SN Govts - central and state have been undertaking labour reforms. Limit of no. of employees which attract the provisions of the Contract Labour Act have been increased from 20 to 50 in some states. In some states, the limit of 50 workers has been raised to 100 for attracting exit provisions of the ID Act. Central Govt's draft of new labour code is more or less an exercise in consolidating 50 odd labour laws into a few volumes, like IR Code, Wage Code, and Social Security Code. Change in content of law is minimal. For instance, a strike accompanied with violence, will continue to be legal, unlike in many countries, like US.
How dignity of job and respect for labour is enhanced in the industry?
SN One significant feature of the new labour age is that the respect for labour and the dignity of job has increased. There was a time when the owner- 'maalik, in Hindi' was a bad word. It implied exploitation. So many Hindi films are made on the theme - 'Maalik and Naukar'. Maalik, the owner/entrepreneur is now looked upon as the job giver, creator of employment. Employers now manage their enterprises professionally, according to business processes and rules, and are no longer dictatorial and arbitrary. They observe basic human rights at the place of work, respecting the freedom of association and equality. Overt forced labour is generally not there. Art and science of business management have transformed 'Naukar- Maalik' Relations, or employee relations in the new age.
Improved skills of labour, their technology proficiency, their productivity and usefulness are key to the dignity and respect which labour has now come to command in the new age.
How do you evaluate the emerging scenario of labour management relationship in India?
SN A word on the emerging labour - management relations in India, will necessarily recall incidents like the strike, accompanied with violence, at Maruti Car manufacturing factory in Manesar, Gurgaon in the National Capital Region (NCR), a couple of years ago. It resulted in the killing of one Sr. HR manager by workers. Maruti workers are about the highest paid employees in the industry. The unfortunate incident could not be controlled and violence erupted. Strikes, accompanied with violence, have been legal in India, and still continue to be so.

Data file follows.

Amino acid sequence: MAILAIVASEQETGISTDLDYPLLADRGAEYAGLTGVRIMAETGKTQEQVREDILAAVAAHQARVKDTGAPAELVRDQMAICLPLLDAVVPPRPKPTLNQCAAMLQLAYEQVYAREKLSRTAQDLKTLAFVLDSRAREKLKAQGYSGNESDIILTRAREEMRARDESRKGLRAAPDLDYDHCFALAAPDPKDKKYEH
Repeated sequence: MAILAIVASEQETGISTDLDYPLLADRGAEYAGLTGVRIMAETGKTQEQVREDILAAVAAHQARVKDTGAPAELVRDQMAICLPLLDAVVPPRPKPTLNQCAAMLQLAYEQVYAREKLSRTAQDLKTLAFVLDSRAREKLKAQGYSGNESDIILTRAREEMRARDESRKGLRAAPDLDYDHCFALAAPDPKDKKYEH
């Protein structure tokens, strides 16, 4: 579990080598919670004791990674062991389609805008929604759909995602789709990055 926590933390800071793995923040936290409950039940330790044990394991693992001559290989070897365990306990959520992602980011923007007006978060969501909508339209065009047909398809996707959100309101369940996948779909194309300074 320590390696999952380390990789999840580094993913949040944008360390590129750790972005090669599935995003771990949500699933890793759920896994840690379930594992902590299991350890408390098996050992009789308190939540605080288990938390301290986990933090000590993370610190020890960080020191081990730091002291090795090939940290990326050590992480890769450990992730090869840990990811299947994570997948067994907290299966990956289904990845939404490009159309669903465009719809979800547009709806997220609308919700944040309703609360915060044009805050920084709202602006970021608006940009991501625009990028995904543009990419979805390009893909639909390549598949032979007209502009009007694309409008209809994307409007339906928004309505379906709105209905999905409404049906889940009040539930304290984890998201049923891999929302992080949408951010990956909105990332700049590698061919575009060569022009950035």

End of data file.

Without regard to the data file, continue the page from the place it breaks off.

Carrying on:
Criminality in India is generally sanctioned by our emerging voting behaviour, which has resulted in 34% of our legislatures being in the hands of persons with criminal background. Employer - employee relations are a sub set of societal relations, and they cannot be completely sealed out from the general environment of criminality in the country.
After the Maruti incident, our MBA students, during their campus placements, started downgrading the manufacturing sector in their priorities, if they had equally well paid options in digital businesses. This poses a challenge to HR/ER as a profession. After having studied the Maruti case study, I feel that a good communication policy could have averted violence on the campus. At least it could have sensed it, and preemptive action could have been taken. It underlines the need for learning from experience, and aligning our education better to deal with the seriousness of the problems the industry is facing. Apart from XLRI, we have very few reputed courses on producing world class HR/ER managers. Perhaps we need executive development programmes on HR/ER Management, say a three/six month programme at premier institutions, like the IIMs, or in the NCR like the National Labour Institute in partnership with IIMs.
What qualities would you expect to see in modern HR managers that embrace ER skills and any message from you to the younger HR generation?
SN One of the qualities in our HR/ER managers should be to aim at maintaining a competitive edge in the market through better management of employee relations. Apart from compensation management, benefits management, bonding and retention, work - life balance, health safety and ergonomics at the place of work, a communications policy at the place of work, HR managers have to develop EQ, spiritual and moral quotient, about which we have spoken earlier, to turn out more seasoned ER managers, better team managers, and also budding entrepreneurs, because every entrepreneurship begins with good team management skills.